It’s like that children’s story, “Bear Hunt” – can’t go over it, can’t go under it, can’t go around it, gotta go through it.

Twenty years ago, I was in the throes of raising a family. I defined myself largely as a mom. Now, in what seems the blink of an eye, my peers and I are sending our offspring away to college and (hopefully!) into their own adult lives. Some celebrate the empty nest, and others rue it. Behind us are the establishing-yourself-as-an-adult phase, the courtship-and-marriage phase, the house-buying phase, the childbearing phase, the minivan (or large SUV) phase. I still have a pre-teen boy at home, and two attending community college, but the days of giant plastic toys and nap schedules are far behind me (praise be to all the deities).

Those of us of a certain age are realizing it's time to reclaim, and maybe also redefine, our own identity, separate from our progeny.

It’s tempting to look back and second-guess some decisions I made, but the truth is, I wouldn’t be exactly where (or who) I am today if I hadn’t followed my own unique path. Regret is a waste of time and energy. We can’t change the past, so we must try to learn from it. Glean that nugget of wisdom from each life experience that will help you next time. Think about what your purpose is for being in this place at this moment, and about how you got here. If you can learn from your past, you have not failed.

And yes, that does sound like a commencement speech, but it turns out there's wisdom in those platitudes. (Listen to your elders, kids. They've been there.) 

There’s still so much to look forward to. I am starting to hear a small but persistent voice that whispers, you're on the back nine now, sister – there is less and less time to waste. But I’m savoring every moment. There’s also plenty I still need to figure out. But I am enjoying my journey. I’m in a good place, and I'm so excited to see what comes next.

 

Going up

I USED TO PAY BETTER ATTENTION in elevators. I had to, because with clients in various office buildings around the city, paying attention in elevators was a critical job skill. I'd think to myself, it's Monday, so today you're down 19th from Dupont Circle and your client's on 6. Tomorrow is the alternate Tuesday, so you're west on M Street, 7th floor, and Wednesday it's the one on 17th Street with the grouchy security guard, top floor.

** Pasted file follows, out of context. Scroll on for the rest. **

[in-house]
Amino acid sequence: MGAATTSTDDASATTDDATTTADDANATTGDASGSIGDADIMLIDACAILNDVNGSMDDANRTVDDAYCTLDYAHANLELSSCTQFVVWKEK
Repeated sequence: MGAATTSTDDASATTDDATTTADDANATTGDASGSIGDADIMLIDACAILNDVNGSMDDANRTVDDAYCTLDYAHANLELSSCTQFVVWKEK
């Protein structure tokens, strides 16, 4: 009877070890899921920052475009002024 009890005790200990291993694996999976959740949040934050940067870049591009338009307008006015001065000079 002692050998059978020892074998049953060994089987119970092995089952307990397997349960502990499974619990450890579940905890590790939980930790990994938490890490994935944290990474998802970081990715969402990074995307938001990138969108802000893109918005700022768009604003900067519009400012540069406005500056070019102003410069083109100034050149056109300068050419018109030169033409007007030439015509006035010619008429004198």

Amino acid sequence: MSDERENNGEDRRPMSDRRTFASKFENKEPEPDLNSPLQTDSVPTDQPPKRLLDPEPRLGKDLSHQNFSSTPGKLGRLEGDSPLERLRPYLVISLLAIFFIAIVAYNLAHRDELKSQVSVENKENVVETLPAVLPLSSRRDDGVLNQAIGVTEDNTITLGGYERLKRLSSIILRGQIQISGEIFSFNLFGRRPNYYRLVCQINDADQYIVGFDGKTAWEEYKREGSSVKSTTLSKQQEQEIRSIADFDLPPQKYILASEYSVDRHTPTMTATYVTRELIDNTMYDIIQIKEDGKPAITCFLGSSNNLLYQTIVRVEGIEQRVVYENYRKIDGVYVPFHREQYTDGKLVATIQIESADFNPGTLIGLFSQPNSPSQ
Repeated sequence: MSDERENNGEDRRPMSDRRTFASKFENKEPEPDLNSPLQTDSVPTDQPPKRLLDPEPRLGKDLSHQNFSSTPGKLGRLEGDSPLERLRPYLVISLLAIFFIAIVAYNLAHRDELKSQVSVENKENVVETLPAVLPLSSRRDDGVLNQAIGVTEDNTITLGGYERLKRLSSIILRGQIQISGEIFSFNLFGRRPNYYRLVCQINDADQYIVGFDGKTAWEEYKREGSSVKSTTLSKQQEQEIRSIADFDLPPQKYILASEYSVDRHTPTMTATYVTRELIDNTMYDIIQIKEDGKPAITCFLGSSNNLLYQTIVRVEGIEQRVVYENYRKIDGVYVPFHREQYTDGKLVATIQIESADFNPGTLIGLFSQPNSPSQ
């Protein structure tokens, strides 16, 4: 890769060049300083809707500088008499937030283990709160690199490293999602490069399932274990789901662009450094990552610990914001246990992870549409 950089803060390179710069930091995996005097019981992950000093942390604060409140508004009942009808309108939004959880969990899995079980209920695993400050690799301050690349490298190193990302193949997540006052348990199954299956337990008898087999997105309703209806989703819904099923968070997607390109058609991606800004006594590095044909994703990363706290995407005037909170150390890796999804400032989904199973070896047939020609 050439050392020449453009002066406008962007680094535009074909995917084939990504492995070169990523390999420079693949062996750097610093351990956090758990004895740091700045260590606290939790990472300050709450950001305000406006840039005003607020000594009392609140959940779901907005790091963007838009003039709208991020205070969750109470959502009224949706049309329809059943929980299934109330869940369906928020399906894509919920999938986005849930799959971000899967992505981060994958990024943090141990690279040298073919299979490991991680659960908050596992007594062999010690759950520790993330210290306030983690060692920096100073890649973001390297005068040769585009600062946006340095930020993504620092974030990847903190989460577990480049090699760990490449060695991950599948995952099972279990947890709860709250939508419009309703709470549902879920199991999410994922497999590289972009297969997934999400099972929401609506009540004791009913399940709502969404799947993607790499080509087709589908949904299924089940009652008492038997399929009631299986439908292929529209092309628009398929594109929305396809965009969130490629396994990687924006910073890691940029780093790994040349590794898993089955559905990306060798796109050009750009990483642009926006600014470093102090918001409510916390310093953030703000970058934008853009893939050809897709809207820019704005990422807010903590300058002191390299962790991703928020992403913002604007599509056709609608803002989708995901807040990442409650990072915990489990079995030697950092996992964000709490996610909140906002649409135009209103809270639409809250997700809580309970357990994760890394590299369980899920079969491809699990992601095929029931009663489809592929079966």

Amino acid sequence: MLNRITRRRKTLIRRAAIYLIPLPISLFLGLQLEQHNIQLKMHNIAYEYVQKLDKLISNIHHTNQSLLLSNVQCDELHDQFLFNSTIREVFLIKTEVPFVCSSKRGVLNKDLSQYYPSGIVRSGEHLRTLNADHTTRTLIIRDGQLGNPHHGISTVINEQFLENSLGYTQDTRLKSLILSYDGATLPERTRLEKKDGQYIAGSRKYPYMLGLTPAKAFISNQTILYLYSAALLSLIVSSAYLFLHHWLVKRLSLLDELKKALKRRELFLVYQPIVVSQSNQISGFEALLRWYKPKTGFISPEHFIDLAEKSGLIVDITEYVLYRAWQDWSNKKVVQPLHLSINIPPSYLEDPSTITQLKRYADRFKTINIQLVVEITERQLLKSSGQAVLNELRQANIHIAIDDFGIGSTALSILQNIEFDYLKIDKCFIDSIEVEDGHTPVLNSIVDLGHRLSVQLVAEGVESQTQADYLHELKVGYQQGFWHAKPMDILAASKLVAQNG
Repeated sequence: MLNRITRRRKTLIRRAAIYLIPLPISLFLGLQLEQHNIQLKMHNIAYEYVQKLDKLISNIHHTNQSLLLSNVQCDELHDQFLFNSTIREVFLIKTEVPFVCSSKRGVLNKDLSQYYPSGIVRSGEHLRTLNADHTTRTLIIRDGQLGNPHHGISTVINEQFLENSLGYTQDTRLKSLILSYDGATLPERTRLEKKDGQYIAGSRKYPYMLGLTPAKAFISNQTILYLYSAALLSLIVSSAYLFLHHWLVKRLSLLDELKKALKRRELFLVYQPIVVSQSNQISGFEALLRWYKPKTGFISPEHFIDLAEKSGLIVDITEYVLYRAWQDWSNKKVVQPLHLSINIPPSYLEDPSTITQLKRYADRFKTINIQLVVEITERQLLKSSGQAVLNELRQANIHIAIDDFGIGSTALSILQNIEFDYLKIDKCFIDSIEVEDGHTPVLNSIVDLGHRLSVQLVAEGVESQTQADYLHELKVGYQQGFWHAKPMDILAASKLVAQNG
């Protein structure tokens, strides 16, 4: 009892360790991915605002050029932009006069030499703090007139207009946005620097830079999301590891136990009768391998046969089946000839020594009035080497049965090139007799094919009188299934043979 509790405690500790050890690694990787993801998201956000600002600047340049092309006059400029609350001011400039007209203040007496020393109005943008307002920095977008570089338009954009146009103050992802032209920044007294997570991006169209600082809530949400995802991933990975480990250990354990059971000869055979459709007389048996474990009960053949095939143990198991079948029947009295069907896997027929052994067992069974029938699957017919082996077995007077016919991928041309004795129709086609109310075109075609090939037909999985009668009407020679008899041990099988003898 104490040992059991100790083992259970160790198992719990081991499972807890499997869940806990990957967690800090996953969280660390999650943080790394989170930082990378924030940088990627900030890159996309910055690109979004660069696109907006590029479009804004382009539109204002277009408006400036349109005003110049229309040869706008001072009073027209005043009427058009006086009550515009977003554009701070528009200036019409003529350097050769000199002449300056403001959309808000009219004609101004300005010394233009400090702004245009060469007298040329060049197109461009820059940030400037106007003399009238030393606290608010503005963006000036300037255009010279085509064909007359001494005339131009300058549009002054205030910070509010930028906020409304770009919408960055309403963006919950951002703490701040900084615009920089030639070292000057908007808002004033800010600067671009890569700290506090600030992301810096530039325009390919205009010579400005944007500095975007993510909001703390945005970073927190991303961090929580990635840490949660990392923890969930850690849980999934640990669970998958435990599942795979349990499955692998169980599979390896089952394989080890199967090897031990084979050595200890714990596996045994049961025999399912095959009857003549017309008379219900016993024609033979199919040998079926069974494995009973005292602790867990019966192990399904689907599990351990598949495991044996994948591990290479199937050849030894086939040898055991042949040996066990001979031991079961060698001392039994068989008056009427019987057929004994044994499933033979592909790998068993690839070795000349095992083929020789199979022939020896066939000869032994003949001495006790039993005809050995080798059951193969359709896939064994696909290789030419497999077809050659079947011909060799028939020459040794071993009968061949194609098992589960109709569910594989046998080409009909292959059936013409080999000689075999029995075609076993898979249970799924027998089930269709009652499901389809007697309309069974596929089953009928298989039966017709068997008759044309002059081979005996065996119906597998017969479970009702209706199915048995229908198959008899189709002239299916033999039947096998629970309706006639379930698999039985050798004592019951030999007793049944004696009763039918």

It was a point of pride that I almost never forgot which elevator button to push. I had my act together and was pretty proud of it.

Then last year, I retired my wheeled briefcase and started working in the same place every day. My new office building has touch pad elevator call buttons: You press your destination floor and the panel tells you which elevator will take you there. You don't press a button in the elevator because it already knows. This allows you to kind of zone out during the ride up.

Yesterday I took the day off so I could arrange some long-overdue medical appointments. And so I found myself in a different office building first thing in the morning. As I entered the elevator, another woman was already in there. The 8 button was lit. I pressed 5. The doors almost closed, then opened again, much to the relief of a harried-looking mother with three active kids, between the ages of 6 and 2. She herded her brood into the elevator and instructed her oldest daughter to press 11, which she did.

You know how kids love elevator buttons? Well of course the little guy wanted to press a button too, and he lunged for the bottom row, which included the ALARM button. Mom pulled him back just in time, then shooed her other son out of my personal space, scolding him, "You're being rude." I didn't mind, though. I was thinking about why this one mama had brought all three kids with her to a medical appointment, without a stroller. Had the nanny canceled? Perhaps her husband was out of town. 

The car stopped at 5; no one got out. I looked at the other woman, who had never looked up from her phone. Huh, I thought. She is so engrossed in her phone that she forgot to get off the elevator! Amused, I watched her to see how she would react when she realized she'd missed her stop. 

The doors closed and the car continued to 8. The lady with the phone got out. 

Aha, I thought. She realized she missed her stop and got off at 8 instead. But I was focused on those kids. I thought, if Mom needs help, I will come to her rescue. She sure is lucky she boarded an elevator with me, an experienced mother of three kids!

As the elevator continued up to 11, that's when I remembered that *I* was the one was supposed to get off at 5. I had become so distracted that I managed, in that short ride, to forget which floor I'd pressed. 

Mom was focused on executing her tenacious 1-on-3 defense, but I still wanted to avoid a potentially embarrassing exchange. So I followed her off the elevator, as if I'd meant to get off on the same floor. To pre-empt any questions, I gave her a meaningful look and a nod and said, "It gets better, I promise," and added with a knowing wink, sister to sister, "I understand. Hang in there!" She thanked me and wished me a nice day. 

I waited for the foursome to disappear around the corner before quietly pressing the call button and re-entering the elevator for the ride back down to the fifth floor.